[This article was originally posted in April of 2015. As of January 2019, this advice still holds true. For example, I have an Nvidia GTX 1070 video card. While editing hundreds of images in Develop module over nearly 1.5 hours, I could not get the GPU usage to go much higher than 10%. If you’re building a computer, and you’re wondering if you should spend big bucks on your video card for Lightroom, as of this update, my advice is still “no.” (If you’re a gamer, spend the money, but understand it’s not LR that will benefit from it.) It’s conceivable that Adobe adds some feature in the future that will really leverage a big GPU, but at this stage it’s a gamble to spend big money on the hope that this happens.]
The work Lightroom is doing just isn’t that hard. Any relatively recent solution will work great. There is no difference between using Lightroom with GPU acceleration on my desktop which has a monstrous discrete nVidia gaming card, versus using it on my Late 2013 Retina Macbook Pro, which only has integrated Intel Iris graphics.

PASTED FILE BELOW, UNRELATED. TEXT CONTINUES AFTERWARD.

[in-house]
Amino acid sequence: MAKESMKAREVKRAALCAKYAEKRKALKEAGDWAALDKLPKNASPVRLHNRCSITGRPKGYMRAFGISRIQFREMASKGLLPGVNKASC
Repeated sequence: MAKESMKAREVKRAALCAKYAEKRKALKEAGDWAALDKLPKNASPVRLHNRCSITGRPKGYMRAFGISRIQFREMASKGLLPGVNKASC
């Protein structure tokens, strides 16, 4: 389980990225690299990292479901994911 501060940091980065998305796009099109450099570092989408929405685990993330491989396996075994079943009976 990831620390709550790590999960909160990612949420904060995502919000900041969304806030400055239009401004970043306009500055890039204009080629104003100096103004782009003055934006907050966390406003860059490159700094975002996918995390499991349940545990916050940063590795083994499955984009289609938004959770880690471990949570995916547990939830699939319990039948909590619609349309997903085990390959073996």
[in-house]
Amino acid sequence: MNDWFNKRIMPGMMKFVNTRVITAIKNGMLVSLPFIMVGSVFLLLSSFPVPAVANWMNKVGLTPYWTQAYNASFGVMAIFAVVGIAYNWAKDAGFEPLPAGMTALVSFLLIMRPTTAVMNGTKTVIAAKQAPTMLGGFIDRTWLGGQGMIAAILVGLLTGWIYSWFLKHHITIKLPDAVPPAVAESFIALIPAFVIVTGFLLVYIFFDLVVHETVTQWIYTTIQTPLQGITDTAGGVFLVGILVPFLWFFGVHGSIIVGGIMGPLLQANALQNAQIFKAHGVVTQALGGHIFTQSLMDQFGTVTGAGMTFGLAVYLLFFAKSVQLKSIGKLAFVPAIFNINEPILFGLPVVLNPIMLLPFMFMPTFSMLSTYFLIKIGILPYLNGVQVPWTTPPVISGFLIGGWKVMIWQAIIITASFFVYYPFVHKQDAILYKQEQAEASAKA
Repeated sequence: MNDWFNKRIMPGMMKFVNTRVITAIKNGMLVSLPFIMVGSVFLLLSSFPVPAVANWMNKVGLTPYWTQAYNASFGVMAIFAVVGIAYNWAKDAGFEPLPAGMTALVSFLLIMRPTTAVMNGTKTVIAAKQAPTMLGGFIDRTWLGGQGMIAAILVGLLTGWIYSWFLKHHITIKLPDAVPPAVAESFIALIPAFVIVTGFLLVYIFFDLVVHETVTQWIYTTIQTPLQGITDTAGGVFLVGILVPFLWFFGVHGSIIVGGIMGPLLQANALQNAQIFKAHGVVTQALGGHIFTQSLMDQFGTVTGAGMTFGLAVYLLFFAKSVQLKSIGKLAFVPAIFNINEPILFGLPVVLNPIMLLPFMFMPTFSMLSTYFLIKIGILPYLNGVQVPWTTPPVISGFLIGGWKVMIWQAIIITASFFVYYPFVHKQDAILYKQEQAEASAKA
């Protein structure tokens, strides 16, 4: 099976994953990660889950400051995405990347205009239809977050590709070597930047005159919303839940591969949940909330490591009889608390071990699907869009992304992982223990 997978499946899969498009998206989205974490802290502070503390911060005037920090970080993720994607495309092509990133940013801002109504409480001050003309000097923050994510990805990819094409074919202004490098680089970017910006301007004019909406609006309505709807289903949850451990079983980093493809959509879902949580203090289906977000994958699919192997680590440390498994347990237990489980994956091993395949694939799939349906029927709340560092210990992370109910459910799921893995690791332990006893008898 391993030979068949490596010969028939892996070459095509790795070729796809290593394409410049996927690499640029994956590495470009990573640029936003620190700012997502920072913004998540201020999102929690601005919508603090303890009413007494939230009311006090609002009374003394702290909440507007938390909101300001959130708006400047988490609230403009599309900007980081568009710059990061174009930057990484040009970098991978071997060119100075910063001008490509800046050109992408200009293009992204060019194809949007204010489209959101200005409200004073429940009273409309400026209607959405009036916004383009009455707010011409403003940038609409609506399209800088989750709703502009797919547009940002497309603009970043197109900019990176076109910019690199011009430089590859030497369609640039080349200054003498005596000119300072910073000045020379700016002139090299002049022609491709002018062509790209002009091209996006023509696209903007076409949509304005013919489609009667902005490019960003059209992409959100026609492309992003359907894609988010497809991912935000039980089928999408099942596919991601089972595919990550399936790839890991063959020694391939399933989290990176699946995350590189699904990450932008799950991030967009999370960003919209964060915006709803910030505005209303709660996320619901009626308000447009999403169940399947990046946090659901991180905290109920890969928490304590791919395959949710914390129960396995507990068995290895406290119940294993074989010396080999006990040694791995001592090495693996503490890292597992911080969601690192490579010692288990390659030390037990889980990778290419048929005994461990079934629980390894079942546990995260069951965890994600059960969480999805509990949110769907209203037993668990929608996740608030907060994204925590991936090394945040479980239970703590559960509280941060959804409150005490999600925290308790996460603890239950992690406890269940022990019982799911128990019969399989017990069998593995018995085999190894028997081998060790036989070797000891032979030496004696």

While the Intel Iris graphics is remarkable considering it’s an integrated solution, it’s still light years from the power provided by my big gaming card (benchmark comparisons show my nVidia card outpowers my Intel Iris graphics by anywhere from 10x to 50x.) And in spite of that, in Lightroom, both provide identical user experiences.
This is not a comment like “one is faster, but not by much.” This is a definite, “there’s no difference, don’t waste your money.” Continue reading Do I Need A Powerful Video Card for Lightroom Classic CC?